That isn’t to say anime doesn’t use CGI too. It can be just as jarring as live-action if not done right, but it is a bit easier to blend CGI into animation.

I spoke about the expense of movies keeping Hollywood from taking risks. Much of that expense come from CGI. Live action has limitations that only CGI can get around. Animation, on the other hand, doesn’t have real-world limitations. You can draw and animate anything you want. Animation allows the audience to believe in things like giant robots more readily than live-action. And this is why CGI budgets drive up the cost of movie-making. The suspension of disbelief is harder for CGI to achieve because we know what real-world objects look like, so CGI must look perfect; otherwise, we can be jarred out of our film experience. Because of this, animation is better suited for some types of stories more than others. Sadly, American audiences still equate animation with children or with comedy. So it will be a while before American animation studios tackle the same adult themes and stories anime has tackled for decades.

Katharine Hepburn and Spencer Tracy are good examples of Hollywood’s golden age.

Don’t get me wrong. I enjoy movies. I relish settling in for an evening of classic films from Hollywood’s golden era. But sadly that era has passed. While Hollywood occasionally cranks out a movie in the same pedigree as Raisin in the Sun or San Francisco (I adore movies from the 1930s-1950s)these are rarer than they should be. I also don’t wear blinders when it comes to anime. Anime struggles with drivel as much as American television. Perhaps even more so with all the harem stories and fan-service ladened garbage out there. However, anime retains the strengths the golden age of Hollywood enjoyed: bold, experimental stories, set length series, and a reliance on storytelling rather than special effects. In fact, special effects could be one of the chief factors behind Hollywood’s decline in storytelling. Audiences want to be wowed and stimulated rather than lost in dialogue and personalities. Movies try to fit in more explosions and increasingly intense action sequences to keep a jaded audience interested. And this makes budgets balloon. On the other hand, anime can ratchet up the action with less of a hit to the budget and without hurting storytelling as much. Animation lets your take liberties live-action simply can’t–such as pausing an explosion for some expository dialogue. Live-action movies that use CGI to do this come off as jarring and unrealistic. Although, I have to say anime really shouldn’t do that; the point is, it can.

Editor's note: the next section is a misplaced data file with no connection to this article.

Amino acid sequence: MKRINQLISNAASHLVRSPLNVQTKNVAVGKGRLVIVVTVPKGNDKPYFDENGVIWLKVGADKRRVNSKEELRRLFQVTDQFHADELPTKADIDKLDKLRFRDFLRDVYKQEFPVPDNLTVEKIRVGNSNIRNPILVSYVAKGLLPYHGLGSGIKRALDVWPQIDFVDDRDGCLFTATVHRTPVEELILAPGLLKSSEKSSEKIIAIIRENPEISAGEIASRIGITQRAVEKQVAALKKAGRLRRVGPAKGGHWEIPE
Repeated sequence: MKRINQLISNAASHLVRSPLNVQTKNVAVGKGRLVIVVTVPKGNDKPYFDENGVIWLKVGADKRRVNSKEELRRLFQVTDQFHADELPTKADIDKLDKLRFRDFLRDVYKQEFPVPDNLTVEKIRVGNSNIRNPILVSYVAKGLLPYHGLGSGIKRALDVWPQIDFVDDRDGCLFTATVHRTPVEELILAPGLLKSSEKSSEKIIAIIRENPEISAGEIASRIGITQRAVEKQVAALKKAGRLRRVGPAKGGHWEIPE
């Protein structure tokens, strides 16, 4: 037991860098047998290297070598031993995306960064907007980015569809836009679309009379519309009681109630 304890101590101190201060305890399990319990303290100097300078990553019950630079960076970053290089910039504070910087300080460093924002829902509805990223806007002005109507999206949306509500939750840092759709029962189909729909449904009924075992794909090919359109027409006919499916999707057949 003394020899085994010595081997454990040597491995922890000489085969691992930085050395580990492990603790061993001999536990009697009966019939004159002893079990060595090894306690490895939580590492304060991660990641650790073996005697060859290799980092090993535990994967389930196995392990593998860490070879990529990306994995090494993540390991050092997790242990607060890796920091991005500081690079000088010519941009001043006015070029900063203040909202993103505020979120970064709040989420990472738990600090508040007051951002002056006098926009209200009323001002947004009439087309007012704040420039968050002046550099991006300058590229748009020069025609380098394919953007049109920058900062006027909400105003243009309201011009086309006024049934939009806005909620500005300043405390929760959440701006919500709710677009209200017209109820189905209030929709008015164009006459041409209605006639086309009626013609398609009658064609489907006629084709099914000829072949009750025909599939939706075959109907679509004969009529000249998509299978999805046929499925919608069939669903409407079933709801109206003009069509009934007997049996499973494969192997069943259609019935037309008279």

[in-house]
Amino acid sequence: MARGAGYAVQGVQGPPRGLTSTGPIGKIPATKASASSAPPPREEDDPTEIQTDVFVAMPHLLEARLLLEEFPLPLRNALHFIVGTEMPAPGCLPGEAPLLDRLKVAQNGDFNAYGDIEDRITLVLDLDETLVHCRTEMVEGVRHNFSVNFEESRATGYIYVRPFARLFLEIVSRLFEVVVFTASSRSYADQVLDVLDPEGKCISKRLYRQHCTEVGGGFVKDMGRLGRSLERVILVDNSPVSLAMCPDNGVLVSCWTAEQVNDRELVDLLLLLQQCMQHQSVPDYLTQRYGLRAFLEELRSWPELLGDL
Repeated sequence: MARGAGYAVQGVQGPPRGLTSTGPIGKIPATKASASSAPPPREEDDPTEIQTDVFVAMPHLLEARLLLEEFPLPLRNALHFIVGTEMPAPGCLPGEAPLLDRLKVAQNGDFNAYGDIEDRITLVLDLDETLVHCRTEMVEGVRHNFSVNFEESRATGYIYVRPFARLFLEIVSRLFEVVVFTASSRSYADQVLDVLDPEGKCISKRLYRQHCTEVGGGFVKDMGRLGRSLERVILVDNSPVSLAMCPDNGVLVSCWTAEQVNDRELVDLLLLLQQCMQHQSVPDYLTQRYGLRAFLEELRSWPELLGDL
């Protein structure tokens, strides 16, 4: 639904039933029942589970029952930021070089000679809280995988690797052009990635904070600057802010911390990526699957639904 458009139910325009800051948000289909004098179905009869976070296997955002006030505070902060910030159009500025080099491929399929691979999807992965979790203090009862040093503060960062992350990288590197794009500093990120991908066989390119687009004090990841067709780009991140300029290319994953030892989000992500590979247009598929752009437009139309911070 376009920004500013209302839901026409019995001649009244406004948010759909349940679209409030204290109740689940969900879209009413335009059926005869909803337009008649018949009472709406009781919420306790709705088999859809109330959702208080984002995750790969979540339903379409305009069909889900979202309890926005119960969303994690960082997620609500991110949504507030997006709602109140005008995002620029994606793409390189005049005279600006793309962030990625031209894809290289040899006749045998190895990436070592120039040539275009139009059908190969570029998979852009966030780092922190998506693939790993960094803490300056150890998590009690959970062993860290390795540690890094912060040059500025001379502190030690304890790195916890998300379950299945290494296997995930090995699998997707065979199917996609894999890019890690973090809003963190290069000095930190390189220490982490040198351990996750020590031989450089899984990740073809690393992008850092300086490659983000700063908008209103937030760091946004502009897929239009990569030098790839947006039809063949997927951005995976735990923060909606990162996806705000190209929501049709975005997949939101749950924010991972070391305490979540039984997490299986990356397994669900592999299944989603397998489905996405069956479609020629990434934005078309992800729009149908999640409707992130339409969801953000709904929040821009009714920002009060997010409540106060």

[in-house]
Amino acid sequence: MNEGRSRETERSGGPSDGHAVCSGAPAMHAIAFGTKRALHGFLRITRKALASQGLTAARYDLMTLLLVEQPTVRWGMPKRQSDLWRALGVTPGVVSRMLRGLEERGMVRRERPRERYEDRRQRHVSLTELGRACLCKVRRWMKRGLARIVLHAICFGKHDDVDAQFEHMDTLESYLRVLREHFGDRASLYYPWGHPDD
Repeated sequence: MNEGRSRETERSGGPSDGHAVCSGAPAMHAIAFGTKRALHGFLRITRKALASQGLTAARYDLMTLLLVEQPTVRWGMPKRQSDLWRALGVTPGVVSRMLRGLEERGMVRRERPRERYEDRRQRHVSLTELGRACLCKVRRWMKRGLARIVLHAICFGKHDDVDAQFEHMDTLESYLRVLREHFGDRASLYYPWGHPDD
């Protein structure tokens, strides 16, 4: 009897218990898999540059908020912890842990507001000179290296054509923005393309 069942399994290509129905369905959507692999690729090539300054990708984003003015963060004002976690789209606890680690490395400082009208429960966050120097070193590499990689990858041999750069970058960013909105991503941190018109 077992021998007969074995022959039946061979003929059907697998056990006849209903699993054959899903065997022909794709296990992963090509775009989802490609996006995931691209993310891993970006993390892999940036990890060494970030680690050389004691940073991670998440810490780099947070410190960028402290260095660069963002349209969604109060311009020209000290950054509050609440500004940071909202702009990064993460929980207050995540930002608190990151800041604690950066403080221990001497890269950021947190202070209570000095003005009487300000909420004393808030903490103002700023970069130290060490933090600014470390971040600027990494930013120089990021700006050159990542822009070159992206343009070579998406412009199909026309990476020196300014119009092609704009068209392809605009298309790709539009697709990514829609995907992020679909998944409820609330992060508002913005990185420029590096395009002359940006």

In the end, it comes down to profit. Hollywood will make movies people want to see. Anime studios do the same. The best way to change trends we dislike is to vote with our wallets. Tired of superhero movies? Stop going to see them in theaters and buying their DVDs. Tired of high-school anime? Stop watching them and buying their DVDs. Instead, use your money to vote for stories you want to see. Go out and watch the rare original Hollywood film. Buy that set of Moribito DVDs. In the end, we consumers decide. Hollywood’s weaknesses are our decision. Likewise we decide Hollywood’s –and anime’s–strengths.